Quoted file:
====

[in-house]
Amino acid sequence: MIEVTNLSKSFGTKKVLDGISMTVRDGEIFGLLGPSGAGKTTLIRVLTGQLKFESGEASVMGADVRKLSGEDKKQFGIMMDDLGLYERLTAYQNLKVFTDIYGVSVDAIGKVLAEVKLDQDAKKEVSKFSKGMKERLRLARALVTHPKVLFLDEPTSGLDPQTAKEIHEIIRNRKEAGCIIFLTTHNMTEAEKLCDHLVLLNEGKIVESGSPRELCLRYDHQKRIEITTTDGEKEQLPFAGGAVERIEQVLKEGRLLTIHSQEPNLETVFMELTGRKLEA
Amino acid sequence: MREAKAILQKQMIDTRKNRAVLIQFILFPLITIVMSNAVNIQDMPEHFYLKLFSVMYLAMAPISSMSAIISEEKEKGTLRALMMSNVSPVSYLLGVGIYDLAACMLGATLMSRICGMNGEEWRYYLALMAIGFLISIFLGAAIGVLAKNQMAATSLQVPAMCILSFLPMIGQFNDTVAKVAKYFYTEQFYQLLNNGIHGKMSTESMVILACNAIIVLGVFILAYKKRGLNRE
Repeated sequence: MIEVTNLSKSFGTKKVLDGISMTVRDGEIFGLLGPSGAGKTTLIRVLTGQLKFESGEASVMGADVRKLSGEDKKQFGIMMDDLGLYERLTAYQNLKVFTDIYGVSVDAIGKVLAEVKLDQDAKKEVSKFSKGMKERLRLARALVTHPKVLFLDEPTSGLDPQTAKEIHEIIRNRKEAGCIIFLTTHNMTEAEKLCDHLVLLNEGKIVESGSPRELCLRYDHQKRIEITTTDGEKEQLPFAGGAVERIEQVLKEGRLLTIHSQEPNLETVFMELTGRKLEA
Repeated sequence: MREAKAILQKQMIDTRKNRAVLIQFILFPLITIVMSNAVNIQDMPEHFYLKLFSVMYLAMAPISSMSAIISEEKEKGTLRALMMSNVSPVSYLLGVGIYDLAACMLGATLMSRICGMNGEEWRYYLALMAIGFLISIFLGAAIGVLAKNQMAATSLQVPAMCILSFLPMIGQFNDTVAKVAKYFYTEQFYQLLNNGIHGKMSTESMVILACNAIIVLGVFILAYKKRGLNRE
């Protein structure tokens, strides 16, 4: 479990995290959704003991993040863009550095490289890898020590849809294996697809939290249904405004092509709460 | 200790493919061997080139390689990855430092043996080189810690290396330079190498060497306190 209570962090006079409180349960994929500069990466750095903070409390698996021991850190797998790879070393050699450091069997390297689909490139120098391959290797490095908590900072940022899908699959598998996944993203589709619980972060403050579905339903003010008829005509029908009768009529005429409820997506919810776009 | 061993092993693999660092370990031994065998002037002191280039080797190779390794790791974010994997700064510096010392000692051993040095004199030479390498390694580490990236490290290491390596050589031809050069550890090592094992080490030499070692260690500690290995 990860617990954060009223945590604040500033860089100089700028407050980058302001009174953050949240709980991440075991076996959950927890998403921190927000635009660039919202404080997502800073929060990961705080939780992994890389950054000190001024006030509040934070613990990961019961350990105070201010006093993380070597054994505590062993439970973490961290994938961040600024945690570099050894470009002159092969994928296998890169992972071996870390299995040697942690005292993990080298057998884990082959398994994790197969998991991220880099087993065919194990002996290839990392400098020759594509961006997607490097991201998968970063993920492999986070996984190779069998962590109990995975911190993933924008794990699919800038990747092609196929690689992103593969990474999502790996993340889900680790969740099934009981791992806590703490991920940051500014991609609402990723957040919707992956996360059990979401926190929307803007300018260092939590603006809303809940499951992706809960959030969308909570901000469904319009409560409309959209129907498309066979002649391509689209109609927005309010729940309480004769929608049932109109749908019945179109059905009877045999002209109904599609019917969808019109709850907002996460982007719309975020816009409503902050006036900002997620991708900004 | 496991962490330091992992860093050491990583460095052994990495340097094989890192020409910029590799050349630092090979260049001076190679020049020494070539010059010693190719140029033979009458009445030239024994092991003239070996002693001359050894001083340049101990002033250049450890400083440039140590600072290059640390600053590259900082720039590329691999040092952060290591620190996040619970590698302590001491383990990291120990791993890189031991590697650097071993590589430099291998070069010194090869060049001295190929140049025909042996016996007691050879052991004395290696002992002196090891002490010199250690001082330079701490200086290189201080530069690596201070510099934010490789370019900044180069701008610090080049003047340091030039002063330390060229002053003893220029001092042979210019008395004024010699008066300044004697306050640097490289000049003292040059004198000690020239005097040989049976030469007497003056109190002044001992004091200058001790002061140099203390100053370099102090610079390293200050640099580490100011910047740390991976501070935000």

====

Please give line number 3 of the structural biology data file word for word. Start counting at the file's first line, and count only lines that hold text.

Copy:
Amino acid sequence: MREAKAILQKQMIDTRKNRAVLIQFILFPLITIVMSNAVNIQDMPEHFYLKLFSVMYLAMAPISSMSAIISEEKEKGTLRALMMSNVSPVSYLLGVGIYDLAACMLGATLMSRICGMNGEEWRYYLALMAIGFLISIFLGAAIGVLAKNQMAATSLQVPAMCILSFLPMIGQFNDTVAKVAKYFYTEQFYQLLNNGIHGKMSTESMVILACNAIIVLGVFILAYKKRGLNRE